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Then seeking further avoidance, I made a cherry jam tart or Crostata di ciliegie. My granny Alice was not only a good landlady, one who kept an immaculate beer cellar and pulled a good pint while looking rather lovely, she was also a deft pastry maker. Cold hands, cold butter and iced water she would remind me. I can picture her cold, clean hands with neat well-scrubbed nails rubbing the diced butter into the flour, the fine breadcrumbs spilling back through her fingers into the bowl. I can also picture her behind the bar, making pint pulling seem effortless – which it isn’t – her hair set and secured with lacquer, her girlish smile.

Back to Rome and my avoidance tart. I put barely any sugar in my pastry yesterday knowing the jam was sweet enough. After leaving it to rest for an hour in the fridge, I rolled the pastry thinly and then manoeuvred it into my tin pie plate. Which again made think of Alice, and in turn my Mum, both fond of a tin pie plates. Having spooned the jam into the case I then crisscrossed the top with pastry strips. Egg yolk glue and a firm hand ensured sure they stayed in place even in the oven.

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A tart like this needs 35 minutes or so in the oven. You need to keep an eagle eye on it, especially during the last five minutes. You also need to let the tart rest for 30 minutes or so, longer if possible, so it settles and slices neatly. Some very cold, thick cream would have been nice, but we ate it just so, the buttery scantly sweetened pastry at that nice point between crisp and flaky (but not crumbly, I’m not a fan of crumbly when it come to pastry) and contrasting nicely with the sticky, sweet, lemon-edged cherry jam. It was even better this morning.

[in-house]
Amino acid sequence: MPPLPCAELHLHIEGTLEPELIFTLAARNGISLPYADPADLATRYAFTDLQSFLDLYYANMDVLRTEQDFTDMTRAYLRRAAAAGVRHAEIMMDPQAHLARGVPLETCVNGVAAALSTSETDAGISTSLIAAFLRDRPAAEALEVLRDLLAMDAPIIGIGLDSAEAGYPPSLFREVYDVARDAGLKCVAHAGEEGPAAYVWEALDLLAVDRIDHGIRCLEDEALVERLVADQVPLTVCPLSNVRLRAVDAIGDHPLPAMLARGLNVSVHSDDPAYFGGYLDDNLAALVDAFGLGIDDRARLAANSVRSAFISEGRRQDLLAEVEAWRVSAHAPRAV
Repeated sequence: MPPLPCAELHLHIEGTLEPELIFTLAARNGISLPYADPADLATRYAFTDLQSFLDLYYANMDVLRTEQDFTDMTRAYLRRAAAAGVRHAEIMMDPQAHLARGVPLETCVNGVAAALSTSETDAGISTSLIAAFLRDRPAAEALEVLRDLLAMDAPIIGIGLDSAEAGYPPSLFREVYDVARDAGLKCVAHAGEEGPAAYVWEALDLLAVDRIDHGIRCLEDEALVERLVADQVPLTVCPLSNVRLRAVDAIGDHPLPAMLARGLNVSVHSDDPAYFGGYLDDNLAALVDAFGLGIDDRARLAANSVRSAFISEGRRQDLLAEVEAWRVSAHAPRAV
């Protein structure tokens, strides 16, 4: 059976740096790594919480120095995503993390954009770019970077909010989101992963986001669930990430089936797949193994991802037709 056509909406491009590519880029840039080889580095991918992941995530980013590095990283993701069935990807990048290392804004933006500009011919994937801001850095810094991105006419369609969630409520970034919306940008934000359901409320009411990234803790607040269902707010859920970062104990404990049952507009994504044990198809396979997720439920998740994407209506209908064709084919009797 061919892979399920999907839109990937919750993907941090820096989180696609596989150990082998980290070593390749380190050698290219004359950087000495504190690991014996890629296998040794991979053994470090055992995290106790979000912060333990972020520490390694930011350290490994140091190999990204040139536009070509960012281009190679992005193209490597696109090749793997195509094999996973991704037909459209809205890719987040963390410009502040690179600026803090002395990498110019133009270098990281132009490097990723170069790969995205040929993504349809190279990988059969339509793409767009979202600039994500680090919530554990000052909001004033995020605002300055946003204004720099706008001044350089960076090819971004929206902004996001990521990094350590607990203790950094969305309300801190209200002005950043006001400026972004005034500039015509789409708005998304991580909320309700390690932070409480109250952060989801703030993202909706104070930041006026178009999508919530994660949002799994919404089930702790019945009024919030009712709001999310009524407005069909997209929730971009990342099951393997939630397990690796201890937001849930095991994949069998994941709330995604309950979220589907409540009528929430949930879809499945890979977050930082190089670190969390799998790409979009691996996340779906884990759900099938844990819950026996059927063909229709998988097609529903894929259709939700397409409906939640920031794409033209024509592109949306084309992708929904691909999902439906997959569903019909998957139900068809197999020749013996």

Now I think I have well and truly run this to the wall, I have to be out of here the day after tomorrow, I haven’t even collected enough boxes and my removal man has disappeared again. It’s ridiculous, even for me! I am not sure what’s going to happen about the internet, I didn’t fully understand what the operator was saying, but it sounded complicated. Which means I can’t be sure when I will next be here. I could do with a snowball or a pint, but I’ll make do with another piece of tart.

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Marmalata di ciliegie  Cherry Jam

Adapted from the Silver Spoon

The addition of lemon peel gives the cherry jam a sharp-lemon edge which is reminiscent of sour cherries. I love this, you may not, in which case omit the lemon peel and be frugal with the lemon juice.

Makes 2 jars.

  • 1.5 kg cherries, washed with stalks and stones removed.
  • 750 g fine sugar
  • a unwaxed lemon

Put the washed, stoned and stalked cherries in a heavy-based pan suitable for jam. Pare away five thick strips of lemon peel with as little pith as possible attached. Add the strips of lemon peel to the pan. Cover the fruit with sugar, stir and leave to sit in a cool place for 3 hours.

Squeeze the lemon juice over the cherries. Stir and cook over a medium heat, stirring occasionally until the jam is thick, coating the back of the spoon and of an even consistency. I also do a saucer test to see if the jam has set. That is: put a saucer in the freezer for a few minutes, then put a spoonful of jam on the cold saucer, wait a minute and then run your finger through the jam. If the jam wrinkles, remains in two parts and doesn’t run back into a single puddle it is set.

Ladle the jam into warm sterilized jam while still hot. Screw on lids immediately and then leave the jars to cool upside down which creates a seal.